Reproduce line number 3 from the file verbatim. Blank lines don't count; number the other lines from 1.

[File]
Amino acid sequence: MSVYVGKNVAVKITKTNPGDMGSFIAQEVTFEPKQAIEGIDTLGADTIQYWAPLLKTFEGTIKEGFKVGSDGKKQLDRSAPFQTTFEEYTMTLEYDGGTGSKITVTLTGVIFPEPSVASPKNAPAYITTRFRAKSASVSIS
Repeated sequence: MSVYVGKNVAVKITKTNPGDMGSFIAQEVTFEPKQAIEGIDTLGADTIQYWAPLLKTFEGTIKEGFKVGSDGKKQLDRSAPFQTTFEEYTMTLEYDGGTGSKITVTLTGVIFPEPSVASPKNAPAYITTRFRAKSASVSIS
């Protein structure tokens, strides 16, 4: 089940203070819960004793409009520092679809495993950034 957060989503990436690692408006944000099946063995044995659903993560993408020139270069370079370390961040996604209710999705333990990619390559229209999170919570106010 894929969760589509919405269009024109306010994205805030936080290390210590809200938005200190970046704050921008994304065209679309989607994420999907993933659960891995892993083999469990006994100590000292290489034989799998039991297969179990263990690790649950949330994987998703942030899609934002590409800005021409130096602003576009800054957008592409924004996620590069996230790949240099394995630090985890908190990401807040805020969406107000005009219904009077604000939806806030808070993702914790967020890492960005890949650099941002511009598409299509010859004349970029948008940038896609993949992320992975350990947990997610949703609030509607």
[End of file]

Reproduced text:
């Protein structure tokens, strides 16, 4: 089940203070819960004793409009520092679809495993950034 957060989503990436690692408006944000099946063995044995659903993560993408020139270069370079370390961040996604209710999705333990990619390559229209999170919570106010 894929969760589509919405269009024109306010994205805030936080290390210590809200938005200190970046704050921008994304065209679309989607994420999907993933659960891995892993083999469990006994100590000292290489034989799998039991297969179990263990690790649950949330994987998703942030899609934002590409800005021409130096602003576009800054957008592409924004996620590069996230790949240099394995630090985890908190990401807040805020969406107000005009219904009077604000939806806030808070993702914790967020890492960005890949650099941002511009598409299509010859004349970029948008940038896609993949992320992975350990947990997610949703609030509607």